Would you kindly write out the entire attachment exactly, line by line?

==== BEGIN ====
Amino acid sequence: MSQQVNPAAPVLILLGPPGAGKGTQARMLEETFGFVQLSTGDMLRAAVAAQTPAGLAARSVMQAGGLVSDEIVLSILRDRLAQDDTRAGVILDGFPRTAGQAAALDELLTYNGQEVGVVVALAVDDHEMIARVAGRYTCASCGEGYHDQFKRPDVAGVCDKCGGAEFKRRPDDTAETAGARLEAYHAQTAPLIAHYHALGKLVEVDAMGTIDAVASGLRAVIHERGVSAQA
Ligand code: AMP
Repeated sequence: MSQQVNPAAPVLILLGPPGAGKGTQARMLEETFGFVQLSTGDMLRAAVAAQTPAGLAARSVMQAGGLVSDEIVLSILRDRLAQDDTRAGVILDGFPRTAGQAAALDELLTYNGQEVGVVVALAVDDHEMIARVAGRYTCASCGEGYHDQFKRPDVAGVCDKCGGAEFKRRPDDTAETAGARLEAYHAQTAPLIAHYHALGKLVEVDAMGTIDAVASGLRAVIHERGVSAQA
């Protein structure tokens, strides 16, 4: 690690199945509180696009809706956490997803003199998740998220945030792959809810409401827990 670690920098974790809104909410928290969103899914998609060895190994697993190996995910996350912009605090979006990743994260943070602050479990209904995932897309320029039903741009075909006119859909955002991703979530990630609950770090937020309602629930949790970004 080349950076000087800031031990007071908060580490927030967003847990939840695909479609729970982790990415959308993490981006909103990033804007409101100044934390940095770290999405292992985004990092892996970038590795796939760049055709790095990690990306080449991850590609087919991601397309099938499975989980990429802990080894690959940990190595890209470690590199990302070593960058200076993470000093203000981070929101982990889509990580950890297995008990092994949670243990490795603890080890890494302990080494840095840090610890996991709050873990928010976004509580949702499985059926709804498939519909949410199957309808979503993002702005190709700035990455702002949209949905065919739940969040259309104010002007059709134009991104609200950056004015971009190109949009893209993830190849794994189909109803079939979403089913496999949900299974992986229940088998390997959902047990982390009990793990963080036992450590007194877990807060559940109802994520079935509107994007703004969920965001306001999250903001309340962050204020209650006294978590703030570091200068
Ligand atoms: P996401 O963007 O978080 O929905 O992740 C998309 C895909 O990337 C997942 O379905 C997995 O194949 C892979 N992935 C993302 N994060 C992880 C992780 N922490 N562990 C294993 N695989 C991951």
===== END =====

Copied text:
Amino acid sequence: MSQQVNPAAPVLILLGPPGAGKGTQARMLEETFGFVQLSTGDMLRAAVAAQTPAGLAARSVMQAGGLVSDEIVLSILRDRLAQDDTRAGVILDGFPRTAGQAAALDELLTYNGQEVGVVVALAVDDHEMIARVAGRYTCASCGEGYHDQFKRPDVAGVCDKCGGAEFKRRPDDTAETAGARLEAYHAQTAPLIAHYHALGKLVEVDAMGTIDAVASGLRAVIHERGVSAQA
Ligand code: AMP
Repeated sequence: MSQQVNPAAPVLILLGPPGAGKGTQARMLEETFGFVQLSTGDMLRAAVAAQTPAGLAARSVMQAGGLVSDEIVLSILRDRLAQDDTRAGVILDGFPRTAGQAAALDELLTYNGQEVGVVVALAVDDHEMIARVAGRYTCASCGEGYHDQFKRPDVAGVCDKCGGAEFKRRPDDTAETAGARLEAYHAQTAPLIAHYHALGKLVEVDAMGTIDAVASGLRAVIHERGVSAQA
């Protein structure tokens, strides 16, 4: 690690199945509180696009809706956490997803003199998740998220945030792959809810409401827990 670690920098974790809104909410928290969103899914998609060895190994697993190996995910996350912009605090979006990743994260943070602050479990209904995932897309320029039903741009075909006119859909955002991703979530990630609950770090937020309602629930949790970004 080349950076000087800031031990007071908060580490927030967003847990939840695909479609729970982790990415959308993490981006909103990033804007409101100044934390940095770290999405292992985004990092892996970038590795796939760049055709790095990690990306080449991850590609087919991601397309099938499975989980990429802990080894690959940990190595890209470690590199990302070593960058200076993470000093203000981070929101982990889509990580950890297995008990092994949670243990490795603890080890890494302990080494840095840090610890996991709050873990928010976004509580949702499985059926709804498939519909949410199957309808979503993002702005190709700035990455702002949209949905065919739940969040259309104010002007059709134009991104609200950056004015971009190109949009893209993830190849794994189909109803079939979403089913496999949900299974992986229940088998390997959902047990982390009990793990963080036992450590007194877990807060559940109802994520079935509107994007703004969920965001306001999250903001309340962050204020209650006294978590703030570091200068
Ligand atoms: P996401 O963007 O978080 O929905 O992740 C998309 C895909 O990337 C997942 O379905 C997995 O194949 C892979 N992935 C993302 N994060 C992880 C992780 N922490 N562990 C294993 N695989 C991951």